A persistent racial gap between Brazilian citizens and their elected politicians raises the possibility of important failures of descriptive as well as substantive representation—failures that are especially puzzling in the context of Brazil’s alleged “racial democracy” as well as electoral institutions that should be favorable to racial inclusiveness. This paper uses new, original data to document for the first time the size of this representational gap. We then explore several alternative explanations for it. First, drawing on an experiment in which the race and class background of faux candidates for city council are varied at random, we find some class effects but no discernible effects of candidates’ race on voters’ support for them. Thus, the representational gap may not be readily explained by race-based voter preferences or by a failure to politicize a latent racial cleavage. Next, we explore but reject several possible institutional explanations, including discrimination by party elites and electoral rules that foster or inhibit candidate entry along racial lines. Our evidence instead suggests the importance of race-associated resource disparities that are also strongly related to electoral victory. While the mechanism through which personal assets may shape electoral outcomes should be further explored in future research, our evidence suggests the enduring importance of resource inequalities in explaining failures of descriptive representation.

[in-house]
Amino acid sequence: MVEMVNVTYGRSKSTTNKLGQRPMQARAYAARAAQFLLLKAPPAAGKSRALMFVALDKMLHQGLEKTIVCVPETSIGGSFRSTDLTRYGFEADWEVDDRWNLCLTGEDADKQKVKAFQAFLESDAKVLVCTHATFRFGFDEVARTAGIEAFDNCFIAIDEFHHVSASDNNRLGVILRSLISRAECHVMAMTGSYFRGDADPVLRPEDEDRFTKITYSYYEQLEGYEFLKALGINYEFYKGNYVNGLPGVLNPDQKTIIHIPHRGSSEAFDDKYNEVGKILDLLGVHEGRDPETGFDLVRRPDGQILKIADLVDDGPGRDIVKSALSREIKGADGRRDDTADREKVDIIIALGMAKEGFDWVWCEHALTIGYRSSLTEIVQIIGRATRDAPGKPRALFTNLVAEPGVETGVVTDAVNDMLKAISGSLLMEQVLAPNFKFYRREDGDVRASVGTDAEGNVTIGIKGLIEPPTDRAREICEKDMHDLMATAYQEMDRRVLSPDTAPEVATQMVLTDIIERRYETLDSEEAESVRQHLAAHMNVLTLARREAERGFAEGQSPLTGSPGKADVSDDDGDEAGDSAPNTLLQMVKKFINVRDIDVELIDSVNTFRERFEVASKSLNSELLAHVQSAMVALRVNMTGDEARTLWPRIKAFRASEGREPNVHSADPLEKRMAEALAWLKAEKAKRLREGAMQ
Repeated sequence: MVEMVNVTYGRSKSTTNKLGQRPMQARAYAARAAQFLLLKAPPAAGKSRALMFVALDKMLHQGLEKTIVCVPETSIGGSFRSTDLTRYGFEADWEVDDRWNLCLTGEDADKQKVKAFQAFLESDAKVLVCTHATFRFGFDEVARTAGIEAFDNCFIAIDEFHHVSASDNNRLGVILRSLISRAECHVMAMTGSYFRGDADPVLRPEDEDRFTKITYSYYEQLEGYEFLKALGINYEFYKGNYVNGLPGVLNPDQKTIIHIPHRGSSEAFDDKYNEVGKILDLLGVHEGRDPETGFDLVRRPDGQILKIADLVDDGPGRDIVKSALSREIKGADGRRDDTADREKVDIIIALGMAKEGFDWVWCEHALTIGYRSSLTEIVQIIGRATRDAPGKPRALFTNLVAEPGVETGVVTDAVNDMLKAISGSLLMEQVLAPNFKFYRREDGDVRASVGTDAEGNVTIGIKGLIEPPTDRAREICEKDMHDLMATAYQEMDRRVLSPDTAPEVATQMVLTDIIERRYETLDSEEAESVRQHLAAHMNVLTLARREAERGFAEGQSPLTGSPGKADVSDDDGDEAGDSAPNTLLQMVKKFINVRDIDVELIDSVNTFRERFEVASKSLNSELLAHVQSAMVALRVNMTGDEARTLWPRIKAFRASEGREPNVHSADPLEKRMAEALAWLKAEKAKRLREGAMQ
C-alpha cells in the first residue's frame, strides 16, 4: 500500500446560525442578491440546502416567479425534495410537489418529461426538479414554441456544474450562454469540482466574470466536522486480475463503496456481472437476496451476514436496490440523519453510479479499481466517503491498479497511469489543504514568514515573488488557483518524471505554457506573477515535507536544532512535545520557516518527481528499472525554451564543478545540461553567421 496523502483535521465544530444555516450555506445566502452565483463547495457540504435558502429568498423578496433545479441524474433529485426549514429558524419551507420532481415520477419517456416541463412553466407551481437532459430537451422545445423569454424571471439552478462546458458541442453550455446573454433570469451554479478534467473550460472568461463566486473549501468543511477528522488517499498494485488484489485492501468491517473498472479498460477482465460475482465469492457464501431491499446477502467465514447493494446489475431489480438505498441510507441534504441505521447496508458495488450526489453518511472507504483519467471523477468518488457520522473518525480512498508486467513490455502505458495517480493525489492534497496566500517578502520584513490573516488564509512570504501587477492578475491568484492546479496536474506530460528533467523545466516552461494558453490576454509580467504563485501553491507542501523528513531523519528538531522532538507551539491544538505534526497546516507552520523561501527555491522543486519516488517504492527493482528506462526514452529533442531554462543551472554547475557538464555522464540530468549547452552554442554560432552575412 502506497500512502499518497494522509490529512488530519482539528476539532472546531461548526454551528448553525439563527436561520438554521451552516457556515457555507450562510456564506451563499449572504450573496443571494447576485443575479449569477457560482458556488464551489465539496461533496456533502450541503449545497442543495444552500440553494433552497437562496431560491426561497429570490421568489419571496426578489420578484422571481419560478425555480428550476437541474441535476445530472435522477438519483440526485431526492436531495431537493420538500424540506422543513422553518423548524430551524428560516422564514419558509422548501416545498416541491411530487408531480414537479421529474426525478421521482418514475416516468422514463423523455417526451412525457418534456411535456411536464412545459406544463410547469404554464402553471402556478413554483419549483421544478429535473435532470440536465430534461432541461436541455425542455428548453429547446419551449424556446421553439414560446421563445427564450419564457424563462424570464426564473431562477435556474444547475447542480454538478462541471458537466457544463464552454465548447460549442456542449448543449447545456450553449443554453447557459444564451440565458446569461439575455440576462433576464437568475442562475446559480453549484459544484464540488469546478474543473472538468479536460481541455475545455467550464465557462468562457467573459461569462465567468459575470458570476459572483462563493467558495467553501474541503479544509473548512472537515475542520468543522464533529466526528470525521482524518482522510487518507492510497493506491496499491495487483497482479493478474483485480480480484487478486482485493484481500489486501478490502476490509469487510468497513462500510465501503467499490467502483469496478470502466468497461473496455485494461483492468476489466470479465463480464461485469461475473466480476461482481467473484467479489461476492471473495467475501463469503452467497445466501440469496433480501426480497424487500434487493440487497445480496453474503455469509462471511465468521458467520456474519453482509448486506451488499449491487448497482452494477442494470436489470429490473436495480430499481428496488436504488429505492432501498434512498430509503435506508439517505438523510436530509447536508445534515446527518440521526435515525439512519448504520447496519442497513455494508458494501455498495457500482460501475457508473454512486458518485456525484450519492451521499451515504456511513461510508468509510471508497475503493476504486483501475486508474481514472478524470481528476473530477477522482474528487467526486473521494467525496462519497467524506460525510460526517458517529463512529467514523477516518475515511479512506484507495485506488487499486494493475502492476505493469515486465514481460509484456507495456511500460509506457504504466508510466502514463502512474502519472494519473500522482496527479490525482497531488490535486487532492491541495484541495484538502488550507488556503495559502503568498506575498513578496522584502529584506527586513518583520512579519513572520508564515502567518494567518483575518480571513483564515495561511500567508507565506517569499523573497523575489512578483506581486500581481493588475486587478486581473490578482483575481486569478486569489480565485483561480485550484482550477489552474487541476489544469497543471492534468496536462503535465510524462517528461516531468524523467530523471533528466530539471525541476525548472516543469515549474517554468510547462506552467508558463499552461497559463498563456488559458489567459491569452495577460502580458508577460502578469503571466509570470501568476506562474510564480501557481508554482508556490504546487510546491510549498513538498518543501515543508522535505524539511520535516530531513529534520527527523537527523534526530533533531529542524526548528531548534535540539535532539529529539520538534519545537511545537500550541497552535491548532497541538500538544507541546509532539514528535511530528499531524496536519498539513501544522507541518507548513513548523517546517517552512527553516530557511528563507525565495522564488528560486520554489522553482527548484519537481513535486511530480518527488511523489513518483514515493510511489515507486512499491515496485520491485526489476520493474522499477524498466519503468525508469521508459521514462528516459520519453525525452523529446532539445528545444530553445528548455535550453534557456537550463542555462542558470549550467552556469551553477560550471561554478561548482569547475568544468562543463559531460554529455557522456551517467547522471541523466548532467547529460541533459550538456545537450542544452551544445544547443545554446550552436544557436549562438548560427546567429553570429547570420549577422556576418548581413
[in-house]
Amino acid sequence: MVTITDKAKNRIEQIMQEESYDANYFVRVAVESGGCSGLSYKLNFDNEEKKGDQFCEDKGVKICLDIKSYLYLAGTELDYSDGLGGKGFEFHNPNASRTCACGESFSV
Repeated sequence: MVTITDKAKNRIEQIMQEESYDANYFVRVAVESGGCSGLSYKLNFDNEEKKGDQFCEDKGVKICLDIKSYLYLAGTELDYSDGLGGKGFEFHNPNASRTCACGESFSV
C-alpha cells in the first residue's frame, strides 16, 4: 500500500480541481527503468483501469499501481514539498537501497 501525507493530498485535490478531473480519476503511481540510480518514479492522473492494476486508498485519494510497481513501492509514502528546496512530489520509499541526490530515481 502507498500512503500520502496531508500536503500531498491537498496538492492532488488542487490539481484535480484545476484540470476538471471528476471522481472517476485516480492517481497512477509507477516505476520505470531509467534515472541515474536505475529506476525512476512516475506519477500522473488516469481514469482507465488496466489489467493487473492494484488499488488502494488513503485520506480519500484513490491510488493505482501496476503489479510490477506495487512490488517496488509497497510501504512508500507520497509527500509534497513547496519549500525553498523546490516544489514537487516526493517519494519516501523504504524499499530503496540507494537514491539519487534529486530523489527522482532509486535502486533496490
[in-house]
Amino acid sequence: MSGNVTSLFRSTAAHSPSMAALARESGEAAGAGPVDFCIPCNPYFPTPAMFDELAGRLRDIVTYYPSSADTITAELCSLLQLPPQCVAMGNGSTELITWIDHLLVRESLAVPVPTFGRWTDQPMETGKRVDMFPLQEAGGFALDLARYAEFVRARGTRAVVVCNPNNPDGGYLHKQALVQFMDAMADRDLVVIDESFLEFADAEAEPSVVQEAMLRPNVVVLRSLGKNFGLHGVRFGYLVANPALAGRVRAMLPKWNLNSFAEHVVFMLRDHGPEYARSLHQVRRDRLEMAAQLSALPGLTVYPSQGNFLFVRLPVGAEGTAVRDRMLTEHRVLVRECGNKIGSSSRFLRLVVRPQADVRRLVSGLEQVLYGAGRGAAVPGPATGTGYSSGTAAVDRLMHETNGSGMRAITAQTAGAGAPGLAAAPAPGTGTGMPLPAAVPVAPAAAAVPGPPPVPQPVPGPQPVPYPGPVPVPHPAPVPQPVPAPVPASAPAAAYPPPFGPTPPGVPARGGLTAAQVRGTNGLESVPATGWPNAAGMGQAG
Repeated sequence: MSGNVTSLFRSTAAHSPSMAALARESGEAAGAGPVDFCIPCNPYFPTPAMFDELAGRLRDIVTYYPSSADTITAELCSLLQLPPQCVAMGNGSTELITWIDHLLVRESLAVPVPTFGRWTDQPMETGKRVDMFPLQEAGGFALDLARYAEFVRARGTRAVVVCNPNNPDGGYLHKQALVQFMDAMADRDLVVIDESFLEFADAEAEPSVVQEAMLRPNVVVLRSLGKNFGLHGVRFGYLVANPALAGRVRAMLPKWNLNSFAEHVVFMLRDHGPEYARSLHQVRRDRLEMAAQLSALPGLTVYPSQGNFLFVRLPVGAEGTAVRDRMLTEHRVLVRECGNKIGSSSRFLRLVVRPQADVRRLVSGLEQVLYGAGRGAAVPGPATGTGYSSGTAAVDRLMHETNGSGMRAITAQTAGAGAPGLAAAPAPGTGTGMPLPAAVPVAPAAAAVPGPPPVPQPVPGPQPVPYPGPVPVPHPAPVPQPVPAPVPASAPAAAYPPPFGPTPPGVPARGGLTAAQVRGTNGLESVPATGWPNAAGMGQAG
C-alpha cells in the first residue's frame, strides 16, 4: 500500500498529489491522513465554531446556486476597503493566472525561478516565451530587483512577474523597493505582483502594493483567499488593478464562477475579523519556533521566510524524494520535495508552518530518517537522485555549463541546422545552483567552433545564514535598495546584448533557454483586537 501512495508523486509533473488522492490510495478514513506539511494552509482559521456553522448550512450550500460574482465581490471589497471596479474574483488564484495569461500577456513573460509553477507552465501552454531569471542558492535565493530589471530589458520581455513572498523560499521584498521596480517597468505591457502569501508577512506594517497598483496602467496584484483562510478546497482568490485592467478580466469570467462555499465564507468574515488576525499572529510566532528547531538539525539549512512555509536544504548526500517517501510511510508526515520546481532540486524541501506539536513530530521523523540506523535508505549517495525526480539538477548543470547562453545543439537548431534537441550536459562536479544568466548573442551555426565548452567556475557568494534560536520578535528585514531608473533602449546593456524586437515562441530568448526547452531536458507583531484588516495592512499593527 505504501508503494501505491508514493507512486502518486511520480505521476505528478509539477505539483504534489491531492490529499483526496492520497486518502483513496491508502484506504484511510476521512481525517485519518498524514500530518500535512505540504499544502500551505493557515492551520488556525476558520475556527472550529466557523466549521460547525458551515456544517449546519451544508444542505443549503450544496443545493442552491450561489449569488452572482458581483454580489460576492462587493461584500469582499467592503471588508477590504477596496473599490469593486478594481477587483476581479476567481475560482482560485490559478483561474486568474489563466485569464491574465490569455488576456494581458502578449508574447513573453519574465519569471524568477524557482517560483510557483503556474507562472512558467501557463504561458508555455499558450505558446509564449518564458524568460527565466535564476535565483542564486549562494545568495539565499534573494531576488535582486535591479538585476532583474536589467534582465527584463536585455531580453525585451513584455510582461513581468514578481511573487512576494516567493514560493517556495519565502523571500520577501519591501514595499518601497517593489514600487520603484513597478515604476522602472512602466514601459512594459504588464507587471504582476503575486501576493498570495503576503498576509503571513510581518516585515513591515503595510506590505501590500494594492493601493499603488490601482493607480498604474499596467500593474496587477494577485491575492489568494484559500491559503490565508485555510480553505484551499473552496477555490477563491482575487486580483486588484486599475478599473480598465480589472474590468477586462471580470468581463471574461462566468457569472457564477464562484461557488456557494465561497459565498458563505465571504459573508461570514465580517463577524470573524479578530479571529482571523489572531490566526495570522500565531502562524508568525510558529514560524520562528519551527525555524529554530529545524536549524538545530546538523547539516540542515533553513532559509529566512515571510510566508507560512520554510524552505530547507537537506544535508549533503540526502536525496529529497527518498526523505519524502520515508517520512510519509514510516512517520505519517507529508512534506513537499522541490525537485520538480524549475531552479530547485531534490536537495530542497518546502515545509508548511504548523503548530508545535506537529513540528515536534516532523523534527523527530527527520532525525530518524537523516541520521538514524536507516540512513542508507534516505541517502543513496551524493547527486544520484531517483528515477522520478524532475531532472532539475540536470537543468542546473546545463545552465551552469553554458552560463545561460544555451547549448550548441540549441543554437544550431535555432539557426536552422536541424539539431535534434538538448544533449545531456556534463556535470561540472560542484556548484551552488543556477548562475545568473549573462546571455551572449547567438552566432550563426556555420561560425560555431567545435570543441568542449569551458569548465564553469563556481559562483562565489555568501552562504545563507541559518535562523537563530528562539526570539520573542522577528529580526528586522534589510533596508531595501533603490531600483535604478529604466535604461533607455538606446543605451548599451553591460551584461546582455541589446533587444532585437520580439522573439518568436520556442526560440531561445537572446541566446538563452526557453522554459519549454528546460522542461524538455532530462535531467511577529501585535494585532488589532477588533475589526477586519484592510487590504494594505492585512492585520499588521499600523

Nikolay Marinov and William G. Nomikos: “Electoral Proximity and Security Policy” (Panel: Sunday, April 14, 8:30 AM, 17-14, Democracies and International Security)

How do approaching elections a ffect the security policy states conduct? While international relations has paid some attention to this issue, existing theoretical work is scattered among many disparate arguments and the evidence does not allow researchers to identify causal relationships. We improve on both points. We identify the problem faced by democratic policy-makers near elections as a time-inconsistency problem. The time-inconsistency problem arises when the costs and benefi ts of policy are not realized at the same time, giving rise to electoral business cycles in security policy. We apply the argument to the case of allied troop contributions to Operation Enduring Freedom (“OEF”) and the International Security Assistance Force (“ISAF”) mission in Afghanistan. The exogenous timing of elections allows us to identify the causal eff ect of approaching elections on troop levels. Our fi nding of signi ficantly lower troop contributions, in the order of approximately 10 percent, near elections, is the first arguably identif ed e ffect of electoral proximity on security policy. We discuss the role of election-related incentives in eliciting suboptimal security behavior from democratic policy-makers.
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David Cameron and Centrifugal Crises